Archives For urban

You can listen to Noah Filipiak’s “Behind the Curtain” Podcast interview with Tyler St. Clair on the Podbean Player below or you can subscribe to all “Behind the Curtain” Ministry Podcast episodes on iTunes. (Podcast listening tip: use the podcasts app on your smartphone and listen while driving, doing chores, or working out)

Two years ago, Pastor Tyler St. Clair was interviewed in Episode 17 of the Behind the Curtain Ministry Podcast, discussing what it was like to gear up for his urban church plant in Detroit and what it was like to do fundraising as a black pastor.  Today, Noah Filipiak catches back up with Pastor Tyler to see what actually planting and pastoring has been like after all the hype has died down.  The two church planters talk about life in the trenches of pastoral / church planting ministry and about how important it is to keep realistic and biblical expectations as a pastor.  Tyler also discusses the Contend Conference, coming up in Detroit on February 28th.

Tyler on Twitter

Tyler on Facebook

Tyler on Instagram

Tyler’s Blog

Noah Filipiak interviews 18-year-old Dennis Hammond on being raised in inner city Lansing, how he found Christ, his June 19-26th trip to Honduras and how the odds are stacked against inner city black youth.  The catalyst of this interview came from Noah helping Dennis fund-raise for his $1600 missions trip and realizing how different it is for an inner city black teen to try paying for a missions trip in comparison to a white suburban teen.  The unfolding conversation between Noah and Dennis highlights fatherlessness, crime and gang activity that riddles inner city youth and the need for the Church to redistribute its network, mentoring and resources to help these teens chart a new path.  Dennis shares about how God saved him from a life of drugs, gangs, crime and despair to a new life as a young leader in his church and an evangelist for God’s Kingdom wherever he goes.  If you can give money to help Dennis go to Honduras this June, please visit Dennis’s GoFundMe account:

You can listen to the interview with Dennis below via the Podbean Player or you can subscribe to all “Behind the Curtain” Ministry Podcast episodes on iTunes

Can you help provide some NLT Bibles to our urban youth?Screen Shot 2015-08-09 at 3.12.26 PM

God is using our awesome youth pastor, David Singleton, to lead inner-city youth in Lansing to faith in Jesus Christ in our church, the inner-city parks, as well as the juvenile detection facility where David preaches regularly.  We have given away almost all of entire stock of Bibles to teens who have began relationships with Christ and our youth budget does not have room for this expense.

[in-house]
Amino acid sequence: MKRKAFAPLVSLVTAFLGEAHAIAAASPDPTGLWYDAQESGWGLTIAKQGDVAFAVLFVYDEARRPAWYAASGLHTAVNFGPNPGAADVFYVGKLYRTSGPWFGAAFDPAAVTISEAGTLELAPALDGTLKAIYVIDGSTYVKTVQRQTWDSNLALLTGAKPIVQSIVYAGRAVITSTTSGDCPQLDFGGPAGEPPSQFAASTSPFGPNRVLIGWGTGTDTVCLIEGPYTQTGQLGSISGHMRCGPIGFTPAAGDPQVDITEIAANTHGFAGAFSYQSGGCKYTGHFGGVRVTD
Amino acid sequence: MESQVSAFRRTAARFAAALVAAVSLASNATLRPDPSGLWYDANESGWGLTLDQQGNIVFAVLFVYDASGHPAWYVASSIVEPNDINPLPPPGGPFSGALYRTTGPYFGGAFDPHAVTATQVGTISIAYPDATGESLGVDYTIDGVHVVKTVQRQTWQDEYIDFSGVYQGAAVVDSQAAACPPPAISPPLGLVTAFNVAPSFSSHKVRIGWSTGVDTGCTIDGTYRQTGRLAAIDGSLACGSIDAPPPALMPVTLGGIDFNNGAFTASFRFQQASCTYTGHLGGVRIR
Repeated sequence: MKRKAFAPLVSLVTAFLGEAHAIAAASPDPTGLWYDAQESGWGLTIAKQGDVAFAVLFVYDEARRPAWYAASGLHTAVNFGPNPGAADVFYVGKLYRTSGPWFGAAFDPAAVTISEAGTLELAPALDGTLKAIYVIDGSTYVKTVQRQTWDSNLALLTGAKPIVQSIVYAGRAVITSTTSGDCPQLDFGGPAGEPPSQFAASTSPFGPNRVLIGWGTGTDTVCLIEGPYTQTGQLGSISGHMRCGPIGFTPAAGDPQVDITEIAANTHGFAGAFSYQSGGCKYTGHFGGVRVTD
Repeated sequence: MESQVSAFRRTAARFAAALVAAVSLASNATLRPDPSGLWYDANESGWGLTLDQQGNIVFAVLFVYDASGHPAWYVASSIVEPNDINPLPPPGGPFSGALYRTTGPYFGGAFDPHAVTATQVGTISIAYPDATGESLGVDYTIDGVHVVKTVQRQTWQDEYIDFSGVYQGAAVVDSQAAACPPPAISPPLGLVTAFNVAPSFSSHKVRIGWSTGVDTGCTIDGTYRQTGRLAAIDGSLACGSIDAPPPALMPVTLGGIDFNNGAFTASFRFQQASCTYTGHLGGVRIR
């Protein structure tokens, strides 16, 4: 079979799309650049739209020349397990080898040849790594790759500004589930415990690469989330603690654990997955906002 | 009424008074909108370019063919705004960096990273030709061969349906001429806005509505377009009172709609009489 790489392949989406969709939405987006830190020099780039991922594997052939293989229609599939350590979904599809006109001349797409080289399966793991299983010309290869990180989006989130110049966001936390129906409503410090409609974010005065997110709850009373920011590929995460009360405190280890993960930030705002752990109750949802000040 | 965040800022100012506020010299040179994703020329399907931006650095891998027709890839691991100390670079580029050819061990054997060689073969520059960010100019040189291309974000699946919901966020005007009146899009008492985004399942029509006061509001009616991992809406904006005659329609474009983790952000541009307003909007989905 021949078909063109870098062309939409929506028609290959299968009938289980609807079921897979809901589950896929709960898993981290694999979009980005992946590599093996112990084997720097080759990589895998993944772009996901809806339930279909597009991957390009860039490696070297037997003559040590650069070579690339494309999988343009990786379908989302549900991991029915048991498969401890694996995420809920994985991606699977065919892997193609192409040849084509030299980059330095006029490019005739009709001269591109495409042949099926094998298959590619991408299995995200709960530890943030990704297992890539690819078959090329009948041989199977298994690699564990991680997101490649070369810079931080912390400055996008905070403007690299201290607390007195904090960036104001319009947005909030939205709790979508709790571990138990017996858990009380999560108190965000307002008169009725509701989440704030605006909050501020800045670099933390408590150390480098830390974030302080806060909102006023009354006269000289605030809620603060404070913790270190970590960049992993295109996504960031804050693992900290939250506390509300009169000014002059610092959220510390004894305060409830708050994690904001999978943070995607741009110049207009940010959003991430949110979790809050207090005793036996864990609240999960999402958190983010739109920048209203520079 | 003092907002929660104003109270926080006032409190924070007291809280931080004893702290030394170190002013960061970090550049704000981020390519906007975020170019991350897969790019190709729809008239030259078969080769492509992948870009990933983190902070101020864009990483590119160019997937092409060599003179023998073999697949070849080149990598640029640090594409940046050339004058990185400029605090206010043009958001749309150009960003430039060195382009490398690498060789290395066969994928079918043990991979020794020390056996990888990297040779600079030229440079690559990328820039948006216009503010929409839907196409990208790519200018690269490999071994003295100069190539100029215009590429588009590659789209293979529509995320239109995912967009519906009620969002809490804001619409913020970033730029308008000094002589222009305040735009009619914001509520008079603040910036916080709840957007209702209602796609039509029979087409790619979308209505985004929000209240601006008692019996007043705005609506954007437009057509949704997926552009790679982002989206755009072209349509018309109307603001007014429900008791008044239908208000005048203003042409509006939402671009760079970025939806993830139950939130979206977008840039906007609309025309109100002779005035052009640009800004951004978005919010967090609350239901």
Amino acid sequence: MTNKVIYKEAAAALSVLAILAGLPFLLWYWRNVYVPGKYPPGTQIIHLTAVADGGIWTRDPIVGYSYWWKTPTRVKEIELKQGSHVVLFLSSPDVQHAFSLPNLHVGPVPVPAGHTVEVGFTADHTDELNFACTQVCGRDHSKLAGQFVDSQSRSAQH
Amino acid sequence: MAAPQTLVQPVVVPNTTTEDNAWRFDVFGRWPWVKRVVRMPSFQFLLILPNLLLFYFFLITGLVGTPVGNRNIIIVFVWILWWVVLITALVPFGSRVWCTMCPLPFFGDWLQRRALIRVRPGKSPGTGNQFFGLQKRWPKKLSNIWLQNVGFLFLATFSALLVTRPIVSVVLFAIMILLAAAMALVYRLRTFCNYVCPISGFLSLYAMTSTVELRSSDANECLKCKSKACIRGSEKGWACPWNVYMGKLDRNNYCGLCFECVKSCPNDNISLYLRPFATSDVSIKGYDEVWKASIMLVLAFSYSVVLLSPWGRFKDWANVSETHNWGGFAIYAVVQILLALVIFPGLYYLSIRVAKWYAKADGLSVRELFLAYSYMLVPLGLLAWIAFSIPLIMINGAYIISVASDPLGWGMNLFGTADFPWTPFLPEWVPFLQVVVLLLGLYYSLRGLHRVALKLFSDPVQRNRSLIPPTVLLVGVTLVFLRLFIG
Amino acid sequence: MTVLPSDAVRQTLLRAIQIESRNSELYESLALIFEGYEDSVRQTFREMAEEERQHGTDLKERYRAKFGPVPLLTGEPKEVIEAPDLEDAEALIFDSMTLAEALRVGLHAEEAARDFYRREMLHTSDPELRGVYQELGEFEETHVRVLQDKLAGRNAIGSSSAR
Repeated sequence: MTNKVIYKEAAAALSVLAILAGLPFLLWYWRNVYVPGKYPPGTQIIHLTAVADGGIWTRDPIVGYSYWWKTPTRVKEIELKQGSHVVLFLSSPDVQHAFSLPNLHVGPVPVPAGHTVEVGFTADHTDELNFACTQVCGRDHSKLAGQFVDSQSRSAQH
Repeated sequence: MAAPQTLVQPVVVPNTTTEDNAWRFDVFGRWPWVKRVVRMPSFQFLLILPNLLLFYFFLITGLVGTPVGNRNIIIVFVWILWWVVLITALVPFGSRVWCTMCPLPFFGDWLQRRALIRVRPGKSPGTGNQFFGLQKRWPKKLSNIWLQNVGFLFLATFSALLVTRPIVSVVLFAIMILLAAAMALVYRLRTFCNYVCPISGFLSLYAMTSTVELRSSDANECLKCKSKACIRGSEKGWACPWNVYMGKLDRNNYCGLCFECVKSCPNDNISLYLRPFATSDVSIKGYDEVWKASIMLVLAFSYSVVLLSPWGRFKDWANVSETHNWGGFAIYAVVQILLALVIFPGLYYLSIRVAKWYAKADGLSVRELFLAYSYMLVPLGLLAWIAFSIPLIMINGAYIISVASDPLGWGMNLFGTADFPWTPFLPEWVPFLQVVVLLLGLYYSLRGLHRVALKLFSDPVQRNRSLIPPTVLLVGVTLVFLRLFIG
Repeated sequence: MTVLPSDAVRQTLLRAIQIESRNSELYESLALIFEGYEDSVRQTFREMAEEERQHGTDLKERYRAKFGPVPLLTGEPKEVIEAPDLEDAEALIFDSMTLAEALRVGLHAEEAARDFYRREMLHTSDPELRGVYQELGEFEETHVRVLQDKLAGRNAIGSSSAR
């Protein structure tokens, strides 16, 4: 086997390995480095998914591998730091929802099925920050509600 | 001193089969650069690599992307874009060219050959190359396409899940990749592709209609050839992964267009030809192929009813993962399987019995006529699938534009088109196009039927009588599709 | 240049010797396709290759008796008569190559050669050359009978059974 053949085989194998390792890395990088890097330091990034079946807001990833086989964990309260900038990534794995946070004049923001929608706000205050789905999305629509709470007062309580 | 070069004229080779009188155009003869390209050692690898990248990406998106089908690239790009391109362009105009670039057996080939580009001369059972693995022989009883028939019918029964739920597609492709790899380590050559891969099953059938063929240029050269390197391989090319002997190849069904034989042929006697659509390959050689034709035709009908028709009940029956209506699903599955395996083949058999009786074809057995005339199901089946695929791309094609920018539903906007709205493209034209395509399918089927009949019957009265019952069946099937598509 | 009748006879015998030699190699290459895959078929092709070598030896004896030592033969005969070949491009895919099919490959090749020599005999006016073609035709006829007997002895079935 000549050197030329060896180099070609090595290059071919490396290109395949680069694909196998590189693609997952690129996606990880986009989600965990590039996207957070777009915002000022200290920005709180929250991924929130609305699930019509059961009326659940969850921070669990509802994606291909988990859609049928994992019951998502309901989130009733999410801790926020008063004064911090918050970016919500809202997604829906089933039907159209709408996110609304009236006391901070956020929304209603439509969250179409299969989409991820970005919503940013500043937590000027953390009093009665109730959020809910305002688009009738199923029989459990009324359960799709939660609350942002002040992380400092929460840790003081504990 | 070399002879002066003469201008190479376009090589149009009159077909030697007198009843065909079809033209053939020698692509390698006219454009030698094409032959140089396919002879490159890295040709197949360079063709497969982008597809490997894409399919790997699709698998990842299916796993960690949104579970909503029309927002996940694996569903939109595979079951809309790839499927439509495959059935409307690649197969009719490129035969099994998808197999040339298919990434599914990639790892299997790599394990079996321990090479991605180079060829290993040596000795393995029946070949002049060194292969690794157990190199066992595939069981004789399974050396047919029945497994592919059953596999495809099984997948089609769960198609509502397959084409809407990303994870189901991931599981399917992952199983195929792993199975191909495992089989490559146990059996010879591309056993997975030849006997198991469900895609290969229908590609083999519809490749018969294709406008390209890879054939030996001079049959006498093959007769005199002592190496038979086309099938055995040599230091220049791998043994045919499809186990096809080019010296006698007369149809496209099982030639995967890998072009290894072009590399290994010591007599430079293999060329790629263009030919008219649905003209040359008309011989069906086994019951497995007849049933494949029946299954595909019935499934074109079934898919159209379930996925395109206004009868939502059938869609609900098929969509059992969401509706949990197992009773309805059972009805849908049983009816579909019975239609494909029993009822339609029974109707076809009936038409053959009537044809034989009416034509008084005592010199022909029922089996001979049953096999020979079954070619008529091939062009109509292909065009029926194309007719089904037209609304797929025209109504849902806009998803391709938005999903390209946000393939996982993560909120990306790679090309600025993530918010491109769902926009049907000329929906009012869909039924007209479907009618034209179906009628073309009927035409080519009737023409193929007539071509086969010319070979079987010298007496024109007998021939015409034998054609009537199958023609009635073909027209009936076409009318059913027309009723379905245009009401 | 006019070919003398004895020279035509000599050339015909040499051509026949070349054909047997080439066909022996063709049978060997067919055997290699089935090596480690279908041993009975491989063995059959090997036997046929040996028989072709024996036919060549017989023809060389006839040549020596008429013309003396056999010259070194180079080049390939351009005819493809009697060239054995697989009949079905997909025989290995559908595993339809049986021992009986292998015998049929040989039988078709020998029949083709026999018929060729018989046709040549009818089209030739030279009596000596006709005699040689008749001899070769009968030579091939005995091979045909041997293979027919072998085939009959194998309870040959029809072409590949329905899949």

Could you step in and purchase some NLT Bibles for us to use for our teens and to continue to give away to teens who begin relationships with Christ?

Any quantity is greatly appreciated, as we don’t plan on slowing down anytime soon!  We are looking for New Living Translations and our preference would be the following Holy Bible: New Living Translation.  You can ship them to Crossroads Church, 105 W. Allegan St., Lansing MI 48933.  Thank you so much!

Get to know youth pastor David Singleton in a podcast interview I did with him on urban ministry and race.

I’m 32 years old and I grew up white.

suburbia-lawn-mower-white-raceI was raised in a suburban town of Dayton, OH where nearly everyone was white.  The Dayton area follows the pattern of most metropolitan cities in America: urban core made up predominantly of people of color, particularly African-Americans, where the most recorded crime and the worst schools exist.  You then move a circle out to find the “white flight” suburbs, “safe” towns and communities created by white people who wanted to get away from black people and the “danger” they brought.

My graduating class of ~350 people had 5 or 6 black kids in it.

My church of ~350 people had 0 black people in it.

I was never taught by a black teacher in school and was never preached to by a black preacher in church.

The Christian college I attended in Grand Rapids, MI was also predominantly white, the very small smattering of black students heavily outweighed by the (estimating) 98% white on-campus student population.  I never had a black professor.

The seminary attended in Grand Rapids had a slight uptick in black students, still vastly dominated by white students though, and I still only sat under white professors and white senior leadership.

I never noticed or cared. Continue Reading…